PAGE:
I will first test by physically connecting only the "good", primary monitor first, though (a Dell U2412M). When the second monitor was connected together with it, the problem eventually occurred whether I used a DVI or DisplayPort connection on the main one.

 

 06/04/2014 10:40 AM
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Solid State Brain
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It looks like I might have talked too soon. Physically connecting only the main monitor on the GPU doesn't solve the problem either.

However, I think I found out something interesting. It looks like upon monitor sleep, the GPU will enter the ULPS mode and switch off its fan completely when the screen doesn't get updated with new graphics. Even having something updating (for example a blinking cursor or notification) will either prevent the GPU from entering such mode or waking it up from it, if it entered it (although the display will remain turned off).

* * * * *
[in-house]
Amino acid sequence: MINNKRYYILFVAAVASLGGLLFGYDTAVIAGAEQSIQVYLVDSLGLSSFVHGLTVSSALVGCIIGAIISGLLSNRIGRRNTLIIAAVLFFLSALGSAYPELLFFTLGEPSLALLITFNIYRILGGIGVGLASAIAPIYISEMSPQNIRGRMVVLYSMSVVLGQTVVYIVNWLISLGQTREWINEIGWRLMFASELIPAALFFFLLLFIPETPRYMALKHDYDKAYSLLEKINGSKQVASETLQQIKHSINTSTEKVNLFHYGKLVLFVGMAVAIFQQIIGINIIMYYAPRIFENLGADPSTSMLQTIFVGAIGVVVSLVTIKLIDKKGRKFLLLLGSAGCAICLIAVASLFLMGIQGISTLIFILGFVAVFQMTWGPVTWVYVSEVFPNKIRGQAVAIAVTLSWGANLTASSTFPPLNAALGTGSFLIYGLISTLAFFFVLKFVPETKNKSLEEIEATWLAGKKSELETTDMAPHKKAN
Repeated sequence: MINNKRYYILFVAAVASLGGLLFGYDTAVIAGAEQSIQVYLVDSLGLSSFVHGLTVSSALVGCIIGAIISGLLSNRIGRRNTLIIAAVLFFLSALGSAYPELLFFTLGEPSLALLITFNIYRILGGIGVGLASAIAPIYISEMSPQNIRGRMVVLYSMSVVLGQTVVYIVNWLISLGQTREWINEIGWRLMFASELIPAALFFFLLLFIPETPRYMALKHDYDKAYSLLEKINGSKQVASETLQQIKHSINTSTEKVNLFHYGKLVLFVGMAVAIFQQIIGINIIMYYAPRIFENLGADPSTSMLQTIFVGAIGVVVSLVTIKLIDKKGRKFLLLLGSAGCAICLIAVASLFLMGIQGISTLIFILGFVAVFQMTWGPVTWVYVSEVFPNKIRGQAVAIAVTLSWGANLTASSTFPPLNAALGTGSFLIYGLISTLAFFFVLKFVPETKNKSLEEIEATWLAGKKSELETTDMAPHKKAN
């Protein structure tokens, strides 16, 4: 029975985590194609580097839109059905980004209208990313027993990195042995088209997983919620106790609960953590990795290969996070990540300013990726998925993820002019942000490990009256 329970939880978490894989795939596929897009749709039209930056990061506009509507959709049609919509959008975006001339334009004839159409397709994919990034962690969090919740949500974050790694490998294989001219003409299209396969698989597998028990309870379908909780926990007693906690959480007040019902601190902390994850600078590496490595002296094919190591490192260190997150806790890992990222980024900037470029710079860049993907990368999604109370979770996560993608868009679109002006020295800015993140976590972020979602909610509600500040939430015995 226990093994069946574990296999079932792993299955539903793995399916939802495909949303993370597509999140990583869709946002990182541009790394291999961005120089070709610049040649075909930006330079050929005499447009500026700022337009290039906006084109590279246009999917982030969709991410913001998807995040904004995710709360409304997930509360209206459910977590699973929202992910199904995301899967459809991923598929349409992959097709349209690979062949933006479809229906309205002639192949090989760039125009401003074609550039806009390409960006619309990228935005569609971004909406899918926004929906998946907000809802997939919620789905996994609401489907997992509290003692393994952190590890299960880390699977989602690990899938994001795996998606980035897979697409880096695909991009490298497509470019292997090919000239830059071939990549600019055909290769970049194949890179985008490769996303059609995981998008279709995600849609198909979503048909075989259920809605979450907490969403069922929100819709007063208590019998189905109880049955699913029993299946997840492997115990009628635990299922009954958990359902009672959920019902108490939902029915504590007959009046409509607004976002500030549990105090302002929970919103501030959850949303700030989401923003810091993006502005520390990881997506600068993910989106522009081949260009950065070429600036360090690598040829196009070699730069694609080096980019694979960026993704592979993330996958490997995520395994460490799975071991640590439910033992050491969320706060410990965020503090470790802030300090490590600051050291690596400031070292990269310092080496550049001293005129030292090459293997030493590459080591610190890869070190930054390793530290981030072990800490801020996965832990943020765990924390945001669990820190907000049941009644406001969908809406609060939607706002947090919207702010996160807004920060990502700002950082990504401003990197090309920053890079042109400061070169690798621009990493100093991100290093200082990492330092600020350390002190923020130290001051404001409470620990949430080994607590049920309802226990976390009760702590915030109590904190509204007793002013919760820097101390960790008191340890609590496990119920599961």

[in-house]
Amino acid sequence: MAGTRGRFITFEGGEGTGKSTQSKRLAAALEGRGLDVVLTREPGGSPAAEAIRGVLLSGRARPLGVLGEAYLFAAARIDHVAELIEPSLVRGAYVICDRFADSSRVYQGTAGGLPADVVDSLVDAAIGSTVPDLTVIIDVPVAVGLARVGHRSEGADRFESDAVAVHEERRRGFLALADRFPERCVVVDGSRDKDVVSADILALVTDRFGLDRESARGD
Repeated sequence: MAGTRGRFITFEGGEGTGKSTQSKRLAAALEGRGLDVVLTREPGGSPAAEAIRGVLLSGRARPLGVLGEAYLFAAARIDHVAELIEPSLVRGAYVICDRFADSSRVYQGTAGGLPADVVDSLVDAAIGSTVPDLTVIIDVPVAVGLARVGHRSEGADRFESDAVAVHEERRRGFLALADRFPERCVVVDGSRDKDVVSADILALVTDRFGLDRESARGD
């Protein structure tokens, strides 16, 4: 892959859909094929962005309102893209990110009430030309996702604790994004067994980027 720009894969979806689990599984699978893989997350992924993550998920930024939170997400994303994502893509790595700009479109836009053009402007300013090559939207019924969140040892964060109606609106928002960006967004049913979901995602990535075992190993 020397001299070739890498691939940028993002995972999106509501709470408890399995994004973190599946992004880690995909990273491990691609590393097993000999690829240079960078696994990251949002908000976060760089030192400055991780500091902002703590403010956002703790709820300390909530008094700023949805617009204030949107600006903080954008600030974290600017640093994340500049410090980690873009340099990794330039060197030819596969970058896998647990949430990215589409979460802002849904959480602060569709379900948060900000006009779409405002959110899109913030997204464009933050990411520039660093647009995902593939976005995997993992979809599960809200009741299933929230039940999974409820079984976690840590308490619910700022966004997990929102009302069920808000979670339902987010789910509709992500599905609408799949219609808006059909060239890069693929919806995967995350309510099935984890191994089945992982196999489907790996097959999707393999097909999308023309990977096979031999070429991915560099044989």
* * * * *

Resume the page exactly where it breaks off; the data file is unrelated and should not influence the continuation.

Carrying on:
This can be made very noticeable by toggling on Graphics OverDrive from the Catalyst settings panel and setting up a manual, fixed fan speed, like for example 70%. When the GPU enters the ultra low power state (ULPS) it will switch the fan off completely. Opening the computer chassis will reveal that the GPU fan is actually not moving.

So, this wake up problem appears to happen primarily (if not solely, but I can't confirm this yet) when the GPU wakes up from this low power state and turns the fan on. Occasionally, after turning the fan on, it also fails to turn the display on and won't perform any further attempt doing it. OS control with keyboard and mouse is functional, but the video output can only be restored after forcing the GPU to attempt display detection again (for example by either disconnecting/connecting a display or switching the multimonitor configuration).